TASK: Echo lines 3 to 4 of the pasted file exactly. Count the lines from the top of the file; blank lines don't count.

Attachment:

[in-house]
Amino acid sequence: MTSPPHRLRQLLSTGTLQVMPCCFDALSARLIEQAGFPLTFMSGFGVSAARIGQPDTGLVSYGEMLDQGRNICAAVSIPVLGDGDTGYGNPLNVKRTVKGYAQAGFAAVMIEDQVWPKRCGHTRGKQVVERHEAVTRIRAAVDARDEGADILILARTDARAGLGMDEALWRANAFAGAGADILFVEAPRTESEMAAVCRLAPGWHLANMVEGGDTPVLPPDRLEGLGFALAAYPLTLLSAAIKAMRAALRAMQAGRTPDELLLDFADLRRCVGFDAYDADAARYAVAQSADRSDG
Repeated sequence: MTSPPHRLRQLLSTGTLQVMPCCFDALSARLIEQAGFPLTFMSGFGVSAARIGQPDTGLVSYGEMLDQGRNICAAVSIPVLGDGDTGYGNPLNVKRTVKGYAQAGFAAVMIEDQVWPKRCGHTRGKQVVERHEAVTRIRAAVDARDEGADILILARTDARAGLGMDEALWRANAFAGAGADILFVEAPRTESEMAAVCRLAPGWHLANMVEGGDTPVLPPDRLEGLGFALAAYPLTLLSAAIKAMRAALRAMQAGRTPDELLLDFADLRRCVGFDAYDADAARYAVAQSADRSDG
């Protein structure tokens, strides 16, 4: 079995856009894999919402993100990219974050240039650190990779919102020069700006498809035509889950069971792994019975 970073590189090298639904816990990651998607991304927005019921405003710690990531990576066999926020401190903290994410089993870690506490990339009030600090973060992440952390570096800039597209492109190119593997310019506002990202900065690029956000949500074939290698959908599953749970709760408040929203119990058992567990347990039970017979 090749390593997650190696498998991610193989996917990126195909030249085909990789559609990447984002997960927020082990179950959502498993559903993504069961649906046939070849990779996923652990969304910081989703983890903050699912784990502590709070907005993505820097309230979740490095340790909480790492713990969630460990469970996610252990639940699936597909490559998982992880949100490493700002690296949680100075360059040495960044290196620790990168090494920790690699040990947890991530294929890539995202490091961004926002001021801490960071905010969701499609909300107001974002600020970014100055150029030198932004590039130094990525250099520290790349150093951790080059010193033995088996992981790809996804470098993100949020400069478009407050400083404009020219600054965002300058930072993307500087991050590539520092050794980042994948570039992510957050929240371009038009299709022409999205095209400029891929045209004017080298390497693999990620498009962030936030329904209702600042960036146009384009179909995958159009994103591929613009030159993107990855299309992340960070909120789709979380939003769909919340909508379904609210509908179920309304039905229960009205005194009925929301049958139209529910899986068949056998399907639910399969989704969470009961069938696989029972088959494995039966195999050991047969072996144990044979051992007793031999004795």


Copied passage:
Repeated sequence: MTSPPHRLRQLLSTGTLQVMPCCFDALSARLIEQAGFPLTFMSGFGVSAARIGQPDTGLVSYGEMLDQGRNICAAVSIPVLGDGDTGYGNPLNVKRTVKGYAQAGFAAVMIEDQVWPKRCGHTRGKQVVERHEAVTRIRAAVDARDEGADILILARTDARAGLGMDEALWRANAFAGAGADILFVEAPRTESEMAAVCRLAPGWHLANMVEGGDTPVLPPDRLEGLGFALAAYPLTLLSAAIKAMRAALRAMQAGRTPDELLLDFADLRRCVGFDAYDADAARYAVAQSADRSDG
């Protein structure tokens, strides 16, 4: 079995856009894999919402993100990219974050240039650190990779919102020069700006498809035509889950069971792994019975 970073590189090298639904816990990651998607991304927005019921405003710690990531990576066999926020401190903290994410089993870690506490990339009030600090973060992440952390570096800039597209492109190119593997310019506002990202900065690029956000949500074939290698959908599953749970709760408040929203119990058992567990347990039970017979 090749390593997650190696498998991610193989996917990126195909030249085909990789559609990447984002997960927020082990179950959502498993559903993504069961649906046939070849990779996923652990969304910081989703983890903050699912784990502590709070907005993505820097309230979740490095340790909480790492713990969630460990469970996610252990639940699936597909490559998982992880949100490493700002690296949680100075360059040495960044290196620790990168090494920790690699040990947890991530294929890539995202490091961004926002001021801490960071905010969701499609909300107001974002600020970014100055150029030198932004590039130094990525250099520290790349150093951790080059010193033995088996992981790809996804470098993100949020400069478009407050400083404009020219600054965002300058930072993307500087991050590539520092050794980042994948570039992510957050929240371009038009299709022409999205095209400029891929045209004017080298390497693999990620498009962030936030329904209702600042960036146009384009179909995958159009994103591929613009030159993107990855299309992340960070909120789709979380939003769909919340909508379904609210509908179920309304039905229960009205005194009925929301049958139209529910899986068949056998399907639910399969989704969470009961069938696989029972088959494995039966195999050991047969072996144990044979051992007793031999004795």